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YouTube cursing policy
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YouTube just changed its rules on what curse words are allowed

YouTube is notoriously finicky regarding its policy on what’s allowed on monetized content. One major language-based caveat forbade users from cursing within the first 30 seconds of a monetized video. Until now.

Read on for details on YouTube’s latest cursing policy.

What’s changed about YouTube’s language policy?

This announcement posted recently outlines a new attitude for the platform regarding adult content in “advertiser-friendly” videos. In it, Conor Kavanagh, YouTube Lead for Monetization Policy, describes one major problem plaguing long-time creators: the retroactive demonetization of older videos that don’t abide by newer rules.

The big news? “Moderate” profanity is kosher again. The following terms have been invited back into the fold for those who make a living on YouTube, even within the first 30 seconds:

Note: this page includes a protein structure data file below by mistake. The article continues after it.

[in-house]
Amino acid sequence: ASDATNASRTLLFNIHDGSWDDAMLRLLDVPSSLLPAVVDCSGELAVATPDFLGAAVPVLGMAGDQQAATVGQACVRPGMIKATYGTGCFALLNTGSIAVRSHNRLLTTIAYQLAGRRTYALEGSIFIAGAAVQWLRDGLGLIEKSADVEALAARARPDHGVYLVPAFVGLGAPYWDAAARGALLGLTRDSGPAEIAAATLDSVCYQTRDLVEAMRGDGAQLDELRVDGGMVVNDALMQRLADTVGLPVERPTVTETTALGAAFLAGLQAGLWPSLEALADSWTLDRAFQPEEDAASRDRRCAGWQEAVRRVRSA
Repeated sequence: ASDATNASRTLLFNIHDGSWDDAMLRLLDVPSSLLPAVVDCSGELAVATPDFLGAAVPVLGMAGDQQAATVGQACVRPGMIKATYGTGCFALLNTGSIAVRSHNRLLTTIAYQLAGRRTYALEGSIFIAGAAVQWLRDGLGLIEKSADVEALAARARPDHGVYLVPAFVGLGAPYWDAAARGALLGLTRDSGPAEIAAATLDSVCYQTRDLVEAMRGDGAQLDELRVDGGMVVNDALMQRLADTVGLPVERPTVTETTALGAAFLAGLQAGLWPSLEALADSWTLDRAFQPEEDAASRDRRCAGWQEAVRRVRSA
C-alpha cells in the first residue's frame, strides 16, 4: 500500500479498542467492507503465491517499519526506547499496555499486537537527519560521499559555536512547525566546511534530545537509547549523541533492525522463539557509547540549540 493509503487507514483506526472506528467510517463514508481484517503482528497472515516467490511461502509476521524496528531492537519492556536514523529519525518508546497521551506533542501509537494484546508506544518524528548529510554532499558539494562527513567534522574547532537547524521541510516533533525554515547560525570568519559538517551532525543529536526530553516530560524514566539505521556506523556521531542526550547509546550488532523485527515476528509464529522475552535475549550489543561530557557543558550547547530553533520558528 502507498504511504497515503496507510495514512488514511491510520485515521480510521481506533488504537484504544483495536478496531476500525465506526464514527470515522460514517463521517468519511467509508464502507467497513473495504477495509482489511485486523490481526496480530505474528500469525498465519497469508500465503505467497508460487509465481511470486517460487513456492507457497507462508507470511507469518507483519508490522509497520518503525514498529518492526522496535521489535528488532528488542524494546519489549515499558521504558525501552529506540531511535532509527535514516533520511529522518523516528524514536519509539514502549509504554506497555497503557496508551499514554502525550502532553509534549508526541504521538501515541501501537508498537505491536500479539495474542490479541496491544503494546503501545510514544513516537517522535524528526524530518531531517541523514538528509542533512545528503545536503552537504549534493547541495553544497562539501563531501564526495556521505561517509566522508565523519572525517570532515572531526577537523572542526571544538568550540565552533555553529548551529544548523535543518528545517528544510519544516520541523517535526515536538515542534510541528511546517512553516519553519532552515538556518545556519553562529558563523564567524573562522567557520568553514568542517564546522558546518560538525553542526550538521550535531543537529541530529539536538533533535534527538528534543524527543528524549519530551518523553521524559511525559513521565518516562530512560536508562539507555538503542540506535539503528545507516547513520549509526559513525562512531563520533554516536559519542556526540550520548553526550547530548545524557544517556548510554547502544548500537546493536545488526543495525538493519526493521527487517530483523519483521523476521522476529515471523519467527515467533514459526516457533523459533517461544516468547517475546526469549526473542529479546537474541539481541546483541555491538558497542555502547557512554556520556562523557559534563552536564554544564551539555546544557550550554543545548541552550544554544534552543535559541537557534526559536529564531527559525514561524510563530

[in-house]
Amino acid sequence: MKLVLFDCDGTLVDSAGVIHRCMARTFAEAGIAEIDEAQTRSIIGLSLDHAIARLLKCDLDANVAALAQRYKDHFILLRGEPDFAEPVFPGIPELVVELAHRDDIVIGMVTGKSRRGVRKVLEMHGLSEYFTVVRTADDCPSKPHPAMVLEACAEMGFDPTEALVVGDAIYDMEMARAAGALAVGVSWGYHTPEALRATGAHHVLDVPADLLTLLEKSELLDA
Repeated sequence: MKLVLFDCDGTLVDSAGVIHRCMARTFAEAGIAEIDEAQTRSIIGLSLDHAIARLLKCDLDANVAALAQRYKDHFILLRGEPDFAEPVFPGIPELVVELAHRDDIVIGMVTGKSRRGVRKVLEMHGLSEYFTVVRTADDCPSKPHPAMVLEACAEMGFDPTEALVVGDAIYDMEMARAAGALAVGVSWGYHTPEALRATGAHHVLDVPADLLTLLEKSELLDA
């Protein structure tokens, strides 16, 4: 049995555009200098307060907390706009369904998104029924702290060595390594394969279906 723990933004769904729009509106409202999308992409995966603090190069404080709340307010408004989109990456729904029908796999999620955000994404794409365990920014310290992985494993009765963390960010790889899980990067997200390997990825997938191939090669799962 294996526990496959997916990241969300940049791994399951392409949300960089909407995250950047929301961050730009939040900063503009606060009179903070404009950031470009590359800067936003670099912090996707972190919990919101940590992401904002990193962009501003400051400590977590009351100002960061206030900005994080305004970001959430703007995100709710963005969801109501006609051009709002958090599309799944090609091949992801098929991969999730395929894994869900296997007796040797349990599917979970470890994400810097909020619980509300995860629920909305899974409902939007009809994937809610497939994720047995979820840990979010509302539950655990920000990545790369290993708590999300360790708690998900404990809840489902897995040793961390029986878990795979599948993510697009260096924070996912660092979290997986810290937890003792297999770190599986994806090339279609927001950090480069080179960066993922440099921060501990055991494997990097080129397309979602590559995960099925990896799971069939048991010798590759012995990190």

• B*tch.
  • D**che b*g.
  • As***le.
  • Sh**.

As of November 2022, any of these terms would leave you with no ad revenue in favor of milder content. Stronger curse words aren’t exactly included in this new provision, but content producers can now use them throughout their videos while still generating limited ad revenue.

Many YouTubers aren’t shy about speaking out against some of its stricter policies, and we imagine this change is certainly a sight for sore eyes. While using the worst curse words “repetitively” and excessively may not net you that coveted green icon, there’s still a chance to earn a yellow icon.

Videos with moderate profanity in their titles or thumbnails may also allow you to make money, although these will still be limited to the yellow icon category. Stronger profanity might get you in trouble, however. Just a word of warning for anybody looking to ratchet things up a notch on their channels.

The tides of change: let creative freedom ring

This change is exciting for those creating original content. Even strong profanity in things like the music you use may now be acceptable. Any content demonetized in last November’s update will be reviewed by YouTube’s team again. It’s an optimistic time for those who fell hard the last time the rules were modified.

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